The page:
In Barrios exit, a collision of pressures
Gay rights advocate hit for business stance
It seemed like an odd endorsement: a national gay advocacy group writing the federal government to support a proposed merger of cellphone companies.
The letter from Jarrett Barrios, president of the Gay & Lesbian Alliance Against Defamation, did just that, urging the Federal Communication Commission to approve the merger of telecom giants AT&T and T-Mobile. Gays and lesbians want “more access, faster service, and competitive pricing’’ in their mobile service, and “on all three counts, we believe the facts strongly favor the merger,’’ he wrote.
The May 31 letter did not mention that AT&T is a major financial supporter.
Criticized by gay media and bloggers and accused of trading the endorsement for donations, Barrios, a former Massachusetts state senator, resigned his post over the weekend.
It is the latest sharp turn in the career of a charismatic local politician who at one time appeared destined for higher office in the Bay State. The episode, observers and Barrios defenders say, also illustrates the pressures on nonprofit groups to continue fund-raising through a difficult economy.
“Jarrett was an innocent victim of a larger debate within the gay community about corporate funding,’’ said Phil Johnston, a former Democratic Party state chairman and longtime Barrios supporter. “A lot of major nonprofits are doing the same thing.’’
Other liberal-leaning groups also endorsed the telecom merger after receiving money from AT&T, including the NAACP and the National Education Association, according to Politico, which first broke the story of Barrios’s resignation. His endorsement letter was cosigned by Justin Nelson, president of the National Gay & Lesbian Chamber of Commerce.
Barrios did not respond to messages yesterday. On his Facebook page, he said that it had been a “tough weekend’’ but that he had made the right decision. “Now I will begin the next several weeks to work with board on managing the transition,’’ he wrote. “To my friends, thank you for the outpouring of support. Truly overwhelming.’’
Barrios, 41, a Harvard graduate, is one of the Bay State’s best known advocates for gay rights. The Cambridge Democrat was elected to the Massachusetts House in 1998 and then in 2002 became the first openly gay man and first Latino to win a seat in the Senate. He was outspoken in the debate to preserve gay marriage rights in Massachusetts and was one of the first elected officials in the country to marry his partner, former Al Gore spokesman Doug Hattaway. Barrios announced last year the couple would divorce.
Barrios was long considered an up-and-comer in state politics, despite an unsuccessful campaign in 2006 for Middlesex district attorney. But in 2007, he unexpectedly left government to take over as president and chief executive of the Blue Cross Blue Shield of Massachusetts Foundation. He became national president of Gay & Lesbian Alliance Against Defamation in 2009.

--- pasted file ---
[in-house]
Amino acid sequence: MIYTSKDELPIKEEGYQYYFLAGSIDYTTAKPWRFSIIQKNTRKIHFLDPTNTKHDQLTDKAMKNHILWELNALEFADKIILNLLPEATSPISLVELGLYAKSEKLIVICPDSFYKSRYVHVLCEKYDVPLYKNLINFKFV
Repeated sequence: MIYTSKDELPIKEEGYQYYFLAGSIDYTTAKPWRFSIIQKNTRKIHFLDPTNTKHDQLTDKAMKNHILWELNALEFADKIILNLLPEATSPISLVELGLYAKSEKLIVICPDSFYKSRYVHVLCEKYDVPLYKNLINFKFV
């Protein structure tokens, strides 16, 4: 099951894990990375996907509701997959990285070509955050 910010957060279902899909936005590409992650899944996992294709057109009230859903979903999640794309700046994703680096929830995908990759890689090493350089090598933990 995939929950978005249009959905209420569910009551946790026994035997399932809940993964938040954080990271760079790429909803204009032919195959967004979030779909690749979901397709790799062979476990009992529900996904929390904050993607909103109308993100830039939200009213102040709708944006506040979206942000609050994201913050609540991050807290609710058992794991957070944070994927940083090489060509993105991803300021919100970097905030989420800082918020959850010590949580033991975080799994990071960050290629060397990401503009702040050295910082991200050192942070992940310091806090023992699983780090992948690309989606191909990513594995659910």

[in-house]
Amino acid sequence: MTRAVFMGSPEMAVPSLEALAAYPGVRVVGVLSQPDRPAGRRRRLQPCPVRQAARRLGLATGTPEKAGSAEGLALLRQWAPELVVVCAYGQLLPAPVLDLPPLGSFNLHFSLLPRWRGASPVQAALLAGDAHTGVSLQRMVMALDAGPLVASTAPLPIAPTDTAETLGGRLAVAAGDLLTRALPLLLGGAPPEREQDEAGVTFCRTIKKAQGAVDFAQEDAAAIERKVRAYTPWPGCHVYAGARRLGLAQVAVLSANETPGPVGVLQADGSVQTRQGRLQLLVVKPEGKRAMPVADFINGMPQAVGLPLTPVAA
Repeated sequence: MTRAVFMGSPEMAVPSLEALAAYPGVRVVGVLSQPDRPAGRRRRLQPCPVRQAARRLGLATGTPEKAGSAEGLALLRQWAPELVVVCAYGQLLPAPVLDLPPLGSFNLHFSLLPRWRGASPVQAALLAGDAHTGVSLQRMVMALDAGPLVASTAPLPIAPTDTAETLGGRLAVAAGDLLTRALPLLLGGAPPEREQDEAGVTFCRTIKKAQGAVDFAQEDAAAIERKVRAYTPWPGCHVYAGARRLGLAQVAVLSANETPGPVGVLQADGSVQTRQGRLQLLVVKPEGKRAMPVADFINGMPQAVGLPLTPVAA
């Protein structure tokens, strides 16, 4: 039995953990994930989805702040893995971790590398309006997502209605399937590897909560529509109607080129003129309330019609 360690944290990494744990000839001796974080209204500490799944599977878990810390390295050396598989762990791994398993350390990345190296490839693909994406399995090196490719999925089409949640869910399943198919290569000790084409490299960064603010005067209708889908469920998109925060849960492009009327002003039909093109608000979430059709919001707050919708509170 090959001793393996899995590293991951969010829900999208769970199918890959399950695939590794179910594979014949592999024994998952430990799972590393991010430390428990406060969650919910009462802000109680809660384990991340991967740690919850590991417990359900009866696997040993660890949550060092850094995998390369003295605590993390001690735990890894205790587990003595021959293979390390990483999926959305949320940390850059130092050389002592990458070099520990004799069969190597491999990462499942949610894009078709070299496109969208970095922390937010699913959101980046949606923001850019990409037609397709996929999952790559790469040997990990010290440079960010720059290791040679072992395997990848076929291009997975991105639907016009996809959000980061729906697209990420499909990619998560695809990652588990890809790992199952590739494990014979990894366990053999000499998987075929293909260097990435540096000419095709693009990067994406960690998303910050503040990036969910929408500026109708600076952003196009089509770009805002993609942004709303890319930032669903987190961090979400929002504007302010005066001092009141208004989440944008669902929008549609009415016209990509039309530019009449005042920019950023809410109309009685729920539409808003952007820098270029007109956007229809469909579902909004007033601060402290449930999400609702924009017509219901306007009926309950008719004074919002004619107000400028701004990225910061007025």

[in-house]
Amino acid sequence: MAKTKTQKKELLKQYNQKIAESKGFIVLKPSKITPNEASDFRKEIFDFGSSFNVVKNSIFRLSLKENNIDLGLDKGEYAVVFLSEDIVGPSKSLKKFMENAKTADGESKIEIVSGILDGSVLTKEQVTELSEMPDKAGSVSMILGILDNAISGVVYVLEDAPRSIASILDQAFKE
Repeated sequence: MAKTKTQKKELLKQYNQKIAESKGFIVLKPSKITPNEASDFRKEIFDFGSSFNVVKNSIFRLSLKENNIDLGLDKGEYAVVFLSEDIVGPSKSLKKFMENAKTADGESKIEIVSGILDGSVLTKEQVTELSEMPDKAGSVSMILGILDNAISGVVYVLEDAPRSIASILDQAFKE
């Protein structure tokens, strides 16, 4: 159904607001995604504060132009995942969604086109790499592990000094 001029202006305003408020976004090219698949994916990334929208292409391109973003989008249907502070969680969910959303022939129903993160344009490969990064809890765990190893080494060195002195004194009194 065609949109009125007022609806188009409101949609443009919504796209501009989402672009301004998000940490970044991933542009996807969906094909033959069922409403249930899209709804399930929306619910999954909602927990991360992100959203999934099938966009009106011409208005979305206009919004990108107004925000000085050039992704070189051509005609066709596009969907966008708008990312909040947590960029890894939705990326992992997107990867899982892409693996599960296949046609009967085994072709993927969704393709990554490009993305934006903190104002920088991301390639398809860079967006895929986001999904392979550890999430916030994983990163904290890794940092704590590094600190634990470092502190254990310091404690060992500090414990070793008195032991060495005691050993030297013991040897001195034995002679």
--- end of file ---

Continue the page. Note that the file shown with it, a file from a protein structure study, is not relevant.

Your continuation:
The alliance had little to say about its former leader. Roxanne Jones, cochairwoman of the board of directors, confirmed in a statement that Barrios had resigned and said the board would discuss the matter tomorrow.
Though the nonprofit work of the alliance and other liberal groups seems unrelated to cellular communications, their support could be important in undercutting opposition to the merger, said Craig Holman, a lobbyist on government ethics for the nonpartisan group Public Citizen.
“GLAAD has nothing to do with phone service, but you will usually find that liberal groups are the source of opposition to large corporate mergers,’’ said Holman. Getting them on board could help mute opposition, he said.
AT&T says the proposed merger would benefit millions of Americans, especially in rural areas that lack wireless broadband service.
“We have communicated with many nonprofit organizations during the course of the last few months to make that case,’’ company spokeswoman Claudia Jones said in an e-mail. “We have encouraged them to join us in our advocacy of the deal, and of course we understand and appreciate that our commercial interests are separate and distinct from their nonprofit interests.’’
But for nonprofits that “depend on activism and engagement,’’ communications and connectivity are critical issues, said Jones. “Those who criticize any nonprofit organization’s viewpoint on this deal, either in favor or against, as being dictated by an AT&T contribution are simply wrong.’’
A representative of T-Mobile offered a one-line statement: “T-Mobile does not make donations to organizations or individuals in exchange for their support of the acquisition.’’
Friends of Barrios cited his long record as an advocate for the gay community and expressed their support.
“Being the head of an advocacy organization is not easy,’’ said Arline Isaacson, cochairwoman of the Massachusetts Gay and Lesbian Political Caucus. “No matter what you do, you will anger someone. . . . It’s the nature of the beast, and advocacy organizations are often asked to take positions on a variety of issues that are not obviously within their domain, but may be related.’’
Johnston, a board member for the Blue Cross Blue Shield of Massachusetts Foundation who supported Barrios’s candidacy to run the foundation, said he met Barrios Sunday in Los Angeles, where both had been traveling. Barrios was in good spirits, Johnston said. “Regardless of what the future holds, he will have a powerful legacy in terms of his work on gay and lesbian issues.’’
Noah Bierman of the Globe staff contributed to this report. Mark Arsenault can be reached at firstname.lastname@example.org.